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Cut out top, bottom, and back blanks

  • Top dimensions L24” x W16”
  • Bottom dimensions L24” x W16”
  • Back dimensions 18” x 9”

Note: a 24” x 48” x ¾” sheet of plywood is all you’ll need.

Cut eleven 1” x 2” x 18” supports (Note: avoid dimensional 1×2’s. They measure 0.75” x 1.5”)

Cut out the tracing plans/template using scissors or an Exacto knife.

Take your top blank and place the cutout template on top, marking a clear cutting line. Use a screw or other sharp point to mark each center screw hole location. These are marked with Xs. Using a jigsaw or bandsaw, cut out the outside profile shape for the top and bottom. Also cut out the inside opening on the top piece.

Drill holes on the points where the X was.

Countersink drilled holes.

Align the traced top blank with the bottom blank and secure with several 1.5” screws. You don’t need to screw every hole – just a few to hold the two pieces together while shaping.

Using a belt sander or heavy grit sanding block, shape the area you just cut so they match up nicely. (Sometimes the jigsaw blade can wander, so sanding ensures a consistent shape from the top to the bottom.)

Extend the top holes to the bottom. You’ll need to swap and remove the screws that are securing the top to the bottom and replace other holes with screws to secure.

Once all the holes are extended from the top to the bottom, place the tracing template back on the top and mark small tick-marks on the side of the top where the supports will go. Once this is marked on the top, use a speed square to extend this line to the base. This will make installing your supports much easier!

Remove the screws securing the top to the bottom. Using your jigsaw, cut the inside shape for the opening on the top. This cutout is only for the top.



Take your bottom cutout and add counter sink holes to your pilot holes, ensuring they are added on the bottom of the base.

Add the #9 x 2” screws to each hole on the top and bottom cutouts.

Assemble! Start with securing the top to the rear. Add one support at a time by lining up with the support marks you made on the side of the top, and secure each with a screw. You can optionally glue each support to the base and top, making the base more stable.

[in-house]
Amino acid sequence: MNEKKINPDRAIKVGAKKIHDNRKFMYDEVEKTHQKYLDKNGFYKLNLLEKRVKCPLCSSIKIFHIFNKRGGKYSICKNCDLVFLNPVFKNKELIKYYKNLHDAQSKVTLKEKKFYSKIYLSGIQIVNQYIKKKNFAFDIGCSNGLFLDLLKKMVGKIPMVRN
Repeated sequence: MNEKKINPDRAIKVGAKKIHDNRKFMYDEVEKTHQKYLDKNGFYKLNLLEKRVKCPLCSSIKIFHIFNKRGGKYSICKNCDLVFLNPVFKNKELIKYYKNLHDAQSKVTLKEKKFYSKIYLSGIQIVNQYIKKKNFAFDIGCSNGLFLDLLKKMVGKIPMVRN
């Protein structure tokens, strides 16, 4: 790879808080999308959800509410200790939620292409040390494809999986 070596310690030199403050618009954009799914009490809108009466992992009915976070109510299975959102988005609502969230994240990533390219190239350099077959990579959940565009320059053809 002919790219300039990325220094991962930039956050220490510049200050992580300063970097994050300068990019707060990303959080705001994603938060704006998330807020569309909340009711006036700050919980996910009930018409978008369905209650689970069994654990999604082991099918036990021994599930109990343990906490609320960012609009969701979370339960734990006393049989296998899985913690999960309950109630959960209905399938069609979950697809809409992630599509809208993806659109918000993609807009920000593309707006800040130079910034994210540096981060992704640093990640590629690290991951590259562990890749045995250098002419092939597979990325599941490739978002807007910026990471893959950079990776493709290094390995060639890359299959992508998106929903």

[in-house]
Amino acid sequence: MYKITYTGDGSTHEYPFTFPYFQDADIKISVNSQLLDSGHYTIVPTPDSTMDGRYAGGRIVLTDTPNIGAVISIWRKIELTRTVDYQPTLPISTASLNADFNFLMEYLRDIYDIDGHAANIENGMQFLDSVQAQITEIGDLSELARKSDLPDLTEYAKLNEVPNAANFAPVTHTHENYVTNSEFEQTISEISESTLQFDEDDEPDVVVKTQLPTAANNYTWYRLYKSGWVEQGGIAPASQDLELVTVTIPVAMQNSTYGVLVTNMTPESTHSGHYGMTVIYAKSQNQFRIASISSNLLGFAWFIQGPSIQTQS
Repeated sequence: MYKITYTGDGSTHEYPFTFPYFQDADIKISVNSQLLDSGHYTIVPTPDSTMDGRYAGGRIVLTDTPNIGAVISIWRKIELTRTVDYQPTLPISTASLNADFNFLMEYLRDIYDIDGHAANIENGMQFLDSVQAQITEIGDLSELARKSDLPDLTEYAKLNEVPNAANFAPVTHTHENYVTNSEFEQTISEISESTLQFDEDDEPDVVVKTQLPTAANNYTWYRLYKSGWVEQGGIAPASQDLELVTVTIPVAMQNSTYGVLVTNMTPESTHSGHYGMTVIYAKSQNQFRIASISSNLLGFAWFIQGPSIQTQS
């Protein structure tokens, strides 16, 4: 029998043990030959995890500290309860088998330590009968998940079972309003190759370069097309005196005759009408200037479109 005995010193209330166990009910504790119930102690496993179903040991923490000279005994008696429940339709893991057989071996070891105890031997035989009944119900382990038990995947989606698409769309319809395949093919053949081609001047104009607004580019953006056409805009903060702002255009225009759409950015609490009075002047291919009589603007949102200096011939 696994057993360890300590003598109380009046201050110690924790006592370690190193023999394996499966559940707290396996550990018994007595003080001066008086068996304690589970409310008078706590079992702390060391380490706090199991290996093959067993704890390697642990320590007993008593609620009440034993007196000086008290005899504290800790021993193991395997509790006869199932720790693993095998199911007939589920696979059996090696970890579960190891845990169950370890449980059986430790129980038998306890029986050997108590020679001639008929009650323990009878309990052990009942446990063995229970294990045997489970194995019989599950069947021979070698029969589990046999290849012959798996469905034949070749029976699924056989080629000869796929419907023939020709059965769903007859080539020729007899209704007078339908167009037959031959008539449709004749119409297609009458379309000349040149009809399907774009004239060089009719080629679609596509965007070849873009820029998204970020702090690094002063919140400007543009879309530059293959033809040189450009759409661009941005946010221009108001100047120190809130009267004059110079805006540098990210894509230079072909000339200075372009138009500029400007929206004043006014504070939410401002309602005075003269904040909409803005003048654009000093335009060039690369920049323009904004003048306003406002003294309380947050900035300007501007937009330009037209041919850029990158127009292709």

Flip over the partially assembled base and add the bottom by lining up the support marks and securing each support with a screw.



Rough cut metal pieces using a jigsaw with a metal blade.

  • Top Piece Dimensions: 15.5” x 22.5”
  • Shrouding Wrap Piece Dimensions: 19.5” x 54”
  • Metal Trim: ~54” Dead Soft Nose Trim

Wrap and attach the shrouding wrap piece. Secure at the bottom with 5-8 fasteners. The top will be held in place by the trim. For a temporary hold while working, use ratchet straps to hold the shroud wrap in place. This allows you to get everything lined up perfectly so you can use your hands to secure the fasteners.

Place the top metal piece on the toilet top and install trim over the top and front metal pieces starting from one of the back corners. Use fasteners provided with the trim. Firmly press trim down before securing so there are no gaps between wood, metal and trim. Continue securing until you reach the opposite corner. Remove excess trim with a hack saw or angle grinder.



Place the seat over the top opening allowing for consistent space around the seat. Mark your seat mounting point locations, drill holes, and add hardware.

Every toilet seat has different hardware. Most standard porcelain toilets have a very thick base and the hardware is made to accommodate this so you may need to modify/trim the seat hardware to fit your DIY toilet. I like to install T-Nuts on the underside of the top that matches the seat hardware. You don’t want to have the seat hardware sticking down inside your base as it will interfere with the bucket placement.



If you’re using our ventilation kit you can proceed with the following instructions. If you plan to vent your Throne via a different method you can proceed to the final step.

Rear & vent opening – cut out fan opening in rear. Add trim on the inside for a flat surface. Add rear flange. Add holes in the flange to secure the fan to the flange.



Place the 6-gallon bucket inside the base and push all the way towards the back.

Add the 3-gallon liquids jug* in front of the bucket and make sure the jug is firmly against the front of the base.

Slide the bucket forward until it reaches the jug.

*Note: If you are using a different jug than the 3-Gallon water jug you may need to make some stops for the liquid jug so it will align with the diverter.

Install the diverter by simply dropping it into place. The liquids funel should seat into the top of the liquids jug and the solids opening should sit inside the bucket. The diverter is not attached to the toilet so it can be easily removed when emptying receptacles.



Now it’s time to take your inexpensive, attractive, and easy-to-clean composting toilet for a spin!


Help others in the off-grid and tiny-living communities to confidently build their own composting toilet.

  • Tag us if you’re posting on social media
  • Send us some photos so we can see your work
  • Write a review on our website

I appreciate any feedback you have and can’t wait to see your toilet!

– Nick Peterson

Throne Composting Toilet
Instagram @thronecompostingtoilet
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